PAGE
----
Burden of Multiple Sclerosis Relapses Is Underappreciated, Study Says
The burden of moderate-to-severe relapses in multiple sclerosis (MS) patients is underappreciated, according to a study sponsored by the pharmaceutical company Mallinckrodt.
Researchers discussed the findings at the American Academy of Neurology’s 69th annual meeting in Boston, April 22-28. The title of the presentation was “The Economic Burden Of Moderate-To-Severe Multiple Sclerosis Relapse In The United States: Findings From A Systematic Literature Review.”
The research team reviewed 24 scientific studies on the economic burden of MS relapses. Most did not address relapse severity, but those that did showed that the cost and impact of MS relapses increases with the severity of the episodes.
A study in 2003 put the three-month cost of a moderate-intensity relapse at $1,847 and a high-intensity one at $12,870. In 2016, those costs would be equivalent to $3,092 and $21,544.
A study in 2013 put the one-year cost of a low-to-moderate-intensity relapse at $18,981 and a high-intensity one at $29,355. The equivalent 2016 costs would be $21,959 and $33,961.
The effects of relapse severity on patients’ functioning and disability, caregiver burden, and relapse duration are hard to measure and have not been properly investigated, the researchers said.
They concluded that the burden associated with moderate-to-severe relapses in MS has yet to be understood, a situation that has implications for relapse awareness and management.
The fact that there have been few studies on the severity of MS relapses limited the analysis and could have impacted the results, the team said.
Mallinckrodt manufactures the H.P. Acthar Gel, which has been used since 1980 to treat MS relapses, providing fast relief. The gel contains purified adrenocorticotropic hormone (ACTH), which triggers the body’s own corticosteroids — cortisol, corticosterone, and aldosterone — and may also affect immune B- and T-cells. Corticosteroids are a class of steroid hormone.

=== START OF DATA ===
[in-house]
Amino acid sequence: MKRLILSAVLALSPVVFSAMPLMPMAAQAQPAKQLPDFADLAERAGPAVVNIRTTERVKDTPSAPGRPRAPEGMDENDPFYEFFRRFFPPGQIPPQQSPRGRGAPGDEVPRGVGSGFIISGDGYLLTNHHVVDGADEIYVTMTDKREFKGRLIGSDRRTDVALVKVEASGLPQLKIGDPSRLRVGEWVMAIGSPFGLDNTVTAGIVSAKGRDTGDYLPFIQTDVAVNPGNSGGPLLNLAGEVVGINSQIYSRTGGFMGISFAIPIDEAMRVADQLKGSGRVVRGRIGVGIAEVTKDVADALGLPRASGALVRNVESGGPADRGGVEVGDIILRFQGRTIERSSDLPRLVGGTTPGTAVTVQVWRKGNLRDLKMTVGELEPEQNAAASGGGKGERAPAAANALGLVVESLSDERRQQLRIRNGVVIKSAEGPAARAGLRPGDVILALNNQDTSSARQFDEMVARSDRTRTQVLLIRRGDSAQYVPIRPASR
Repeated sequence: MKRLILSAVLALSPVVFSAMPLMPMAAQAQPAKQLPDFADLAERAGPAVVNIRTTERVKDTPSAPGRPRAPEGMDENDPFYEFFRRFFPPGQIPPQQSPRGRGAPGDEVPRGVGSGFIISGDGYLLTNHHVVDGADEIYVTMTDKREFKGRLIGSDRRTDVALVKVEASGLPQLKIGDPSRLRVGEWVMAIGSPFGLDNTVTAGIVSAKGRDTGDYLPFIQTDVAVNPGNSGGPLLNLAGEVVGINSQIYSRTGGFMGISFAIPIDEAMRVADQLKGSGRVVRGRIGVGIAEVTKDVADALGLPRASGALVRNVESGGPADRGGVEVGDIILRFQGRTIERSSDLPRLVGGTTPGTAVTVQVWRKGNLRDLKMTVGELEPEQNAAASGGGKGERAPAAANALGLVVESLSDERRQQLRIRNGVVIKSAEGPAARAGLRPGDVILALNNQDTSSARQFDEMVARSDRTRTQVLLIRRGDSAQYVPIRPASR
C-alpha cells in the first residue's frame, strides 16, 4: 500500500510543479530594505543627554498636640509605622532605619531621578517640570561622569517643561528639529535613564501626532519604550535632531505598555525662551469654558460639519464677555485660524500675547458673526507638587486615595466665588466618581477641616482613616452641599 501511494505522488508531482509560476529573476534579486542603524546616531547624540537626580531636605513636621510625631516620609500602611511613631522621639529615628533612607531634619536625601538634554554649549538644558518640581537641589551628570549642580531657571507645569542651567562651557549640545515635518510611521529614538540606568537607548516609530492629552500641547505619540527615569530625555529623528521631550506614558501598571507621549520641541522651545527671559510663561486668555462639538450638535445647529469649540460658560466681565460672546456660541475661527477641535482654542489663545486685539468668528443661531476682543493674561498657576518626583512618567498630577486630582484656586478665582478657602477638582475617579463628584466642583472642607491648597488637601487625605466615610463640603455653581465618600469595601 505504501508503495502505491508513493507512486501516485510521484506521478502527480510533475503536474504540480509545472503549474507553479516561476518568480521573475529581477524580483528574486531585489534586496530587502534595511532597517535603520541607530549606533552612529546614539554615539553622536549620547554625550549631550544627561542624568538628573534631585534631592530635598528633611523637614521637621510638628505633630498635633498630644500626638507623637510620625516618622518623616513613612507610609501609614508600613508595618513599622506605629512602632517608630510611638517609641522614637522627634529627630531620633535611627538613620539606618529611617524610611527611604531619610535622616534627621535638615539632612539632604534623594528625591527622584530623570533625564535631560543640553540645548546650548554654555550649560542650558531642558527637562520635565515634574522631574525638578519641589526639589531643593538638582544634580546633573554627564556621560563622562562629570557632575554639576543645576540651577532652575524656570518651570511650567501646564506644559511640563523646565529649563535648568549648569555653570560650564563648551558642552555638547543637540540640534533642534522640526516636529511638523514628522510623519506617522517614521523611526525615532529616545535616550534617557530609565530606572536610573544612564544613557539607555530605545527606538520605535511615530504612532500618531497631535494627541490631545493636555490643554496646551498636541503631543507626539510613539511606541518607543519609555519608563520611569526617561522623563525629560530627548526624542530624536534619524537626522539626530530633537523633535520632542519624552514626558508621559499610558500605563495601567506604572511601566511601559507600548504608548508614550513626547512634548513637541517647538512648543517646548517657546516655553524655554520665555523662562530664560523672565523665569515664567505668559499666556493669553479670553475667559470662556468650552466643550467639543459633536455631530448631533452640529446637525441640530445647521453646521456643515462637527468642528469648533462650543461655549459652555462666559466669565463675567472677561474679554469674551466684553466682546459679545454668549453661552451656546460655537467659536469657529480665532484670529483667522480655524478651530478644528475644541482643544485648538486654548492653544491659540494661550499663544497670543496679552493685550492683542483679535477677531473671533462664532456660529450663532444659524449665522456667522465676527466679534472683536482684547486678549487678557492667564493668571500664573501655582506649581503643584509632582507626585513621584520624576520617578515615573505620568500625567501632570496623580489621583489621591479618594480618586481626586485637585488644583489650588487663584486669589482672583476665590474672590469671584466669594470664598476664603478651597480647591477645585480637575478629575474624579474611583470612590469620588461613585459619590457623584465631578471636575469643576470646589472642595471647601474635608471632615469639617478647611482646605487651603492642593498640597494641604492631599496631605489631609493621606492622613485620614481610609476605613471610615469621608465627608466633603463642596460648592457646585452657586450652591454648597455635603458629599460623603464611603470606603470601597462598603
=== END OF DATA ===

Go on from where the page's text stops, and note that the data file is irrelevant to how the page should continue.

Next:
The gel is often prescribed for patients who have not responded to corticosteroid treatment or have experienced severe side effects from it.
Previous studies have shown that the gel decreases hospitalizations and outpatient visits and, consequently, the financial burden associated with relapse treatment. There is no evidence that Acthar Gel affects the course or outcome of MS, however.
Mallinckrodt also discussed the gel’s ability to treat spasms in children at the American Academy of Neurology meeting. It said the gel reduces both the number and duration of hospitalizations and emergency-room visits.
“Mallinckrodt continues to build on the knowledge surrounding IS [infantile spasms] and MS relapse, two disease categories for which Acthar is an important treatment option,” Tunde Otulana, chief medical officer at Mallinckrodt, said in a press release. “We are committed to further demonstrating the overall value of Acthar to appropriate patients.”